While mixing colors, keep in mind that water­-based ink does not always provide opaque coverage on your fabric and generally will dry lighter than it appears wet. The color of the fabric you print on may affect the final printed ink color, once the ink and fabric interact with each other. Black ink will provide the most opaque coverage on your fabric. If you want to work with lighter­ colored inks on dark fabric, you may want to consider using “high opacity” inks, or inks marked “opaque” on the label.

When you are ready to start printing, place a towel or piece of felt down on your work surface. This will go under your fabric, allowing more give under the pencil eraser when you print. Place your test swatches on top of the towel or felt, right side up. The fabric should stick to the towel or felt, but if you find the pieces lift as you print, you can use a light tack spray adhesive or double­sided tape to stick the fabric to your work surface.

Newspaper or cardboard can be used to catch drips and to set inky things on while you work. It’s easy to make a mess while printing, but keeping things as clean as possible will make the process more enjoyable. The easiest way to keep your fabric clean is to make sure your hands do not have ink on them while you work.

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Foam brushes can help you ink your stamps.

Test printing

Dip the eraser end of the pencil into the surface of the ink and press it onto your test swatch of fabric. As you print, you will quickly get a feel for how much pressure to use when pressing the eraser onto your fabric. An even coating of ink on the eraser combined with good pressure will result in a crisp polka dot. Try thinning your ink with a teaspoon of water, and see how it changes the way the ink sits on the surface of the fabric.

A foam brush is a handy tool for this project – soak it with your ink and use it like a stamp pad when coating your pencil eraser with ink. Recoat your pencil eraser with every impression for crisp polka dots.

Experiment!

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Experiment with swatches and a variety of dot patterns and colors.

Try printing different ink colors on your swatches and see which you like best on the fabric. Experiment with pressure while you print – more or less – and how it affects printing results. Try printing a color over a color. Play with different dot patterns in different ink colors, creating a kind of confetti. Mix an ink color a shade darker or lighter than your fabric for a monochromatic look. Think about the different parts of your garment. For a dress, what about jumbo­pencil dots on the skirt and standard ­pencil dots on the top? What happens to the dot pattern when pieces of your garment meet at the sleeve or waist? Does the pattern match, or turn into something else?

To help get your creative juices flowing, I’ve created a p​olka dot inspiration board on Pinterest.​

03 Section

Cutting garment pieces

Next, it’s time to cut your pieces from your fabric and print your dot pattern. Printing on pieces that you’ve already cut is the best way to go.

Cutting garment pieces

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It’s easiest to print on pre-cut garment pieces.

After you’ve finished your test prints and decided which ink color and what kind of dot pattern you want to print, it is time to cut your garment pattern pieces. Printing piece ­by­ piece is easier than printing yardage, which is cumbersome and can be difficult to manage, particularly in a small space.

For this project, I am using the Moneta sewing pattern – the simple elegance of the Moneta dress goes perfectly with softly printed dots. You’ll be making a final garment that you’ve put a lot of time into, so be sure to use a sewing pattern you’ve tested, and that you know fits you well and that you love to wear. The great thing about using a knit in this project is that it will become a garment with everyday wearability. You can look forward to double ­compliments when you tell people you made the garment and​ ​printed the fabric yourself!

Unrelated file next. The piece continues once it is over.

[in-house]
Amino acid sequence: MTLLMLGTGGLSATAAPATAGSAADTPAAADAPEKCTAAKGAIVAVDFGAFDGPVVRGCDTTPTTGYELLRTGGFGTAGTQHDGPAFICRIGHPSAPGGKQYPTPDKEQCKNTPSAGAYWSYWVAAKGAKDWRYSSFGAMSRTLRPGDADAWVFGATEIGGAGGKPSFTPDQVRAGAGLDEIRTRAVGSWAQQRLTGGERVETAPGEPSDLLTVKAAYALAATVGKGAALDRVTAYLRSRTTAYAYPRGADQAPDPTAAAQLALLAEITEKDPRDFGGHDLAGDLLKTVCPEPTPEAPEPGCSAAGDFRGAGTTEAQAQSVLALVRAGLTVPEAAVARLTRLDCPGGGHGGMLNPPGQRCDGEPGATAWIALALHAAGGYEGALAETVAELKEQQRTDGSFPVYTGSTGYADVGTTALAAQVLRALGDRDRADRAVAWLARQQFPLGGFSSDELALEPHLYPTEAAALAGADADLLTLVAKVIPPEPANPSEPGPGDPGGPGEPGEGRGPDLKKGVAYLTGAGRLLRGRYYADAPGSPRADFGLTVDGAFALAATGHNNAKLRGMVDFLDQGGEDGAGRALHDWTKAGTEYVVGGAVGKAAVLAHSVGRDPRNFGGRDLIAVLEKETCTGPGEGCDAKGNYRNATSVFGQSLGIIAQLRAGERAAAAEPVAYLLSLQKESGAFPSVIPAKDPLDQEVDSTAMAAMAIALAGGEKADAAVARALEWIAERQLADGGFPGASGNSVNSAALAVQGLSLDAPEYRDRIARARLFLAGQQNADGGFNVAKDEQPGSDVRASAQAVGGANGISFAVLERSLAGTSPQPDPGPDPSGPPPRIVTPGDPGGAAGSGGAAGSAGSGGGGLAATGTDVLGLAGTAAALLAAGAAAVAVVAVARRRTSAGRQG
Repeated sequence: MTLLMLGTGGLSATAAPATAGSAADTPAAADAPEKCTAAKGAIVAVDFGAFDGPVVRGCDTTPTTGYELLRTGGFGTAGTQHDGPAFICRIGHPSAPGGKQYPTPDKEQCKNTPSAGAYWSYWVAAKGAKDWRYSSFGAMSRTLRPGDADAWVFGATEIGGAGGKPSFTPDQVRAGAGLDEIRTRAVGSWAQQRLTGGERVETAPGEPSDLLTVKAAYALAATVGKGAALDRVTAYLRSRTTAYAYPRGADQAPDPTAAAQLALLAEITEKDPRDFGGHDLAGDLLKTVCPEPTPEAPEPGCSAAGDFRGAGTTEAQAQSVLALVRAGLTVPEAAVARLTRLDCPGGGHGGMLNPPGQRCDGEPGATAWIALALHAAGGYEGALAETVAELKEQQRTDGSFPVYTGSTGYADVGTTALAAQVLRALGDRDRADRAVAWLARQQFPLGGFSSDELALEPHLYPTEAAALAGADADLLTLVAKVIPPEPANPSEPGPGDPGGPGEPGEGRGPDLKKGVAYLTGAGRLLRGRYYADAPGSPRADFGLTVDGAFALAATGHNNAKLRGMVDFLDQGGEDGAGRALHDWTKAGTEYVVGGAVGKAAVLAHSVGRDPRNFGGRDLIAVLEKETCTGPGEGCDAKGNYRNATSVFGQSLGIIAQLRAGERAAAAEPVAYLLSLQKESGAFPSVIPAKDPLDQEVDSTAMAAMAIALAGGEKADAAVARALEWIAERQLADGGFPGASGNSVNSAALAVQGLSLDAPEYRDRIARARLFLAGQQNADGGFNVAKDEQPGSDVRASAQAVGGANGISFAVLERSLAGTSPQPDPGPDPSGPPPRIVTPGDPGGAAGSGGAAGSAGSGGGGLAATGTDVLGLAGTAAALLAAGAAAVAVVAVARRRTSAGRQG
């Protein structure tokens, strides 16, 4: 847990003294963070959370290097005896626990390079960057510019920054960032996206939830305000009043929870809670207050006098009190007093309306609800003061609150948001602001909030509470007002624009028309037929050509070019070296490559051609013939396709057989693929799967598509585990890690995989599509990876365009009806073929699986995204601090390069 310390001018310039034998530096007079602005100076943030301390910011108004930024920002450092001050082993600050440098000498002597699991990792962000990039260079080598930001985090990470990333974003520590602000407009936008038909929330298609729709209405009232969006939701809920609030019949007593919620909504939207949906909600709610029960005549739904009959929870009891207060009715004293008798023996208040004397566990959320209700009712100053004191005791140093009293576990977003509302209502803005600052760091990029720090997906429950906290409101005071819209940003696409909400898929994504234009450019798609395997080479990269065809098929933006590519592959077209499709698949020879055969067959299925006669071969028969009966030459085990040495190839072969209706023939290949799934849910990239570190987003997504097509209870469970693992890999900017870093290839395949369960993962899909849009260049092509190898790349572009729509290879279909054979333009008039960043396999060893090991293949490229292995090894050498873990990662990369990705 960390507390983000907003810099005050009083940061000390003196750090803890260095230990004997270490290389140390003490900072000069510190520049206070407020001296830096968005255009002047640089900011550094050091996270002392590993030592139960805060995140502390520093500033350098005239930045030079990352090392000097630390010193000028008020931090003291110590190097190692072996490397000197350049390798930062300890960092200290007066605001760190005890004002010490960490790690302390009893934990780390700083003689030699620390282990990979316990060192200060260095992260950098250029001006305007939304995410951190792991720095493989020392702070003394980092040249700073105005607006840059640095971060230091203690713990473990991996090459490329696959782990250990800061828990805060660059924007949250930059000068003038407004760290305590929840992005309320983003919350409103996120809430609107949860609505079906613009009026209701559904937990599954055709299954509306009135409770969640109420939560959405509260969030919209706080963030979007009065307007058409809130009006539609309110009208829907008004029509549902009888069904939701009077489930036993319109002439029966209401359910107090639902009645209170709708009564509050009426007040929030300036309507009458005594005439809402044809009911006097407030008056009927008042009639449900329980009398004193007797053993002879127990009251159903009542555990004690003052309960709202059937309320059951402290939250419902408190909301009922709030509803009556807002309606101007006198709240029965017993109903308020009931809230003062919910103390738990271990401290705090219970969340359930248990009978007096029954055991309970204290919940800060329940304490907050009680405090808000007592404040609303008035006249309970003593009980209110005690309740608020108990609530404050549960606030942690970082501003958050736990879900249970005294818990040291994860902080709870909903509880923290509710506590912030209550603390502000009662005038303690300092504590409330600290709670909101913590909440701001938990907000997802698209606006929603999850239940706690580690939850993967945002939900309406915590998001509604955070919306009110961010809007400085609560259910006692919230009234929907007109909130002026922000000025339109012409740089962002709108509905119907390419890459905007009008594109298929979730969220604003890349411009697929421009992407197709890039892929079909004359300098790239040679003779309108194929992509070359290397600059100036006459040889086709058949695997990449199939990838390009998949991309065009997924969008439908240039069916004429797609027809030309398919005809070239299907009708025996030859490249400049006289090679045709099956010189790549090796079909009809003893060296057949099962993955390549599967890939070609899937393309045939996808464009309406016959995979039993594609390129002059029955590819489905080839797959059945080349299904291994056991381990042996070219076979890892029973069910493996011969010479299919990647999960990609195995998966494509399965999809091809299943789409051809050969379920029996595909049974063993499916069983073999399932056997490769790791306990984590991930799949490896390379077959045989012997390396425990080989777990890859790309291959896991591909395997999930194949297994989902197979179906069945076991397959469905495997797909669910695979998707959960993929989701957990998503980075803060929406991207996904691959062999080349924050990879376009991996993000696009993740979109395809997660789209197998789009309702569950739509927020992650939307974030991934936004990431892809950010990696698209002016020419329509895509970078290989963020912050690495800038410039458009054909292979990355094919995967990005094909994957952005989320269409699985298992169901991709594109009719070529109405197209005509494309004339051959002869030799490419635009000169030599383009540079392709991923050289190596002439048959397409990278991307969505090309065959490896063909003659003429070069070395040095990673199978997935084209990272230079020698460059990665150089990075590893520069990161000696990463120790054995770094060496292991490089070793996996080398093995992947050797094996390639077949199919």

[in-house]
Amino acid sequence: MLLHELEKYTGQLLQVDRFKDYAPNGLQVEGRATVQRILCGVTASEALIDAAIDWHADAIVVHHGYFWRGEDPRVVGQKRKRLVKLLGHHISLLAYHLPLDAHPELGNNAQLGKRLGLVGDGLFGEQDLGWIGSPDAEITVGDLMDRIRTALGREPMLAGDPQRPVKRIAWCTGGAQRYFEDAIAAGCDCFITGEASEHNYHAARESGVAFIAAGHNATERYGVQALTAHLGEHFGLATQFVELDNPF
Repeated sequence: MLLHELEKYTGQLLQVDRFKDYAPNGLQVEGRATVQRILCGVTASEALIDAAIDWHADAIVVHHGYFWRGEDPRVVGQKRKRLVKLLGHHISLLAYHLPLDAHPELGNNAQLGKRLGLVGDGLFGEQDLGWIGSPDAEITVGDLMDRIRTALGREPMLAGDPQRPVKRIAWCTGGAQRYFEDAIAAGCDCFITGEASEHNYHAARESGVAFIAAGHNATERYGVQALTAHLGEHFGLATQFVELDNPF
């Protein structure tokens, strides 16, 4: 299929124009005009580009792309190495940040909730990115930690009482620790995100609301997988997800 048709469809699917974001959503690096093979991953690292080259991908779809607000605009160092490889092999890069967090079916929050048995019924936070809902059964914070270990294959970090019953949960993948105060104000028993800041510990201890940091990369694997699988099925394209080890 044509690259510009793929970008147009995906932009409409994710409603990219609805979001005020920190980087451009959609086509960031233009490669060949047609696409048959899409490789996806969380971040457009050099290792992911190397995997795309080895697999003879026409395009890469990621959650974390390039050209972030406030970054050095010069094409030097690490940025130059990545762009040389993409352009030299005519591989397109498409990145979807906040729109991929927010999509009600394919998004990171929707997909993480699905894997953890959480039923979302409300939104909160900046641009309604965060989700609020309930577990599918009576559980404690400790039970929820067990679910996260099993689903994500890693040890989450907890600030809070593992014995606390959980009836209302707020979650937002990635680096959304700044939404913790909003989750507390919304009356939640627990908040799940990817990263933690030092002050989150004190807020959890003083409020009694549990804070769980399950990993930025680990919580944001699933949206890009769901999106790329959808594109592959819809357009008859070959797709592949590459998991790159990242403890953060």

Printing

Lay out your cut garment fabric pieces on your work surface, in the same manner as your test swatches – on top of an old towel or piece of felt. Again, you can use light tack spray adhesive or double-­sided tape on the back of your pieces to keep them lying flat on the work surface. The fabric should stick to the work surface and not lift or cling to the pencil eraser while you are printing – this will create a cleaner dot.

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Use a surface that your fabric can easily cling to.

Get all of your tools and work surface ready for printing – your ink, pencils, foam brush, rag, and cardboard or newspaper should be within arm’s reach.

Printing polka dots!

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Print right to the edge of your fabric to avoid obvious gaps in your pattern.

You’re now ready to print! Print your chosen dot pattern, based on your test swatches, by dipping the eraser end of the pencil into the ink and then onto your fabric pieces. If the ink starts to clump on the eraser, simply wipe with a rag. Continue until you’ve covered all of your pieces. Make sure you print to the cut edge of your garment pieces, so there isn’t a gap in printing at the seams where the pieces will meet. You may even want to print over the cut edge in some places. I thought that I might leave the cut hem of my dress unfinished, so I was sure to print over the cut edge in some places.

The ink may soak through your fabric in some places, and that’s okay. Water­based ink is generally fairly soft and shouldn’t be too scratchy on your skin on the inside of your garment.

When you are done printing, clean­ up is easy – that’s the great thing about using water-­based ink. Simply wash your tools with soap and water in the sink.

04 Section
Heat set & cure

Once you’ve printed your fabric, it’s time to set it. Heat setting your fabric means the print will last longer, so you can wash and wear your new garment over and over.

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A regular iron will supply enough heat to set your print.

Heat setting

Once you’ve printed all of your fabric pieces, let them dry overnight. Set them on a table, the floor, or kitchen counter in a single layer to dry. After the ink is dry, set a household iron at the highest dry heat without steam that will not scorch the fabric. Using cloth or paper between the iron and printed fabric, iron on each side of each piece for 3 to 5 minutes while continuously moving the iron. This heat sets the ink, making it able to withstand washing. If you prefer a washed ­out look, you can instead put the fabric in the dryer on hot for 30 minutes to heat set, and the ink will soften with washing but not entirely wash out.

Curing

Once you’ve heat set your garment pieces, wait a week before washing to allow the ink to cure. Your pieces are now ready to be sewn into your next favorite garment!

Resources

June, 2015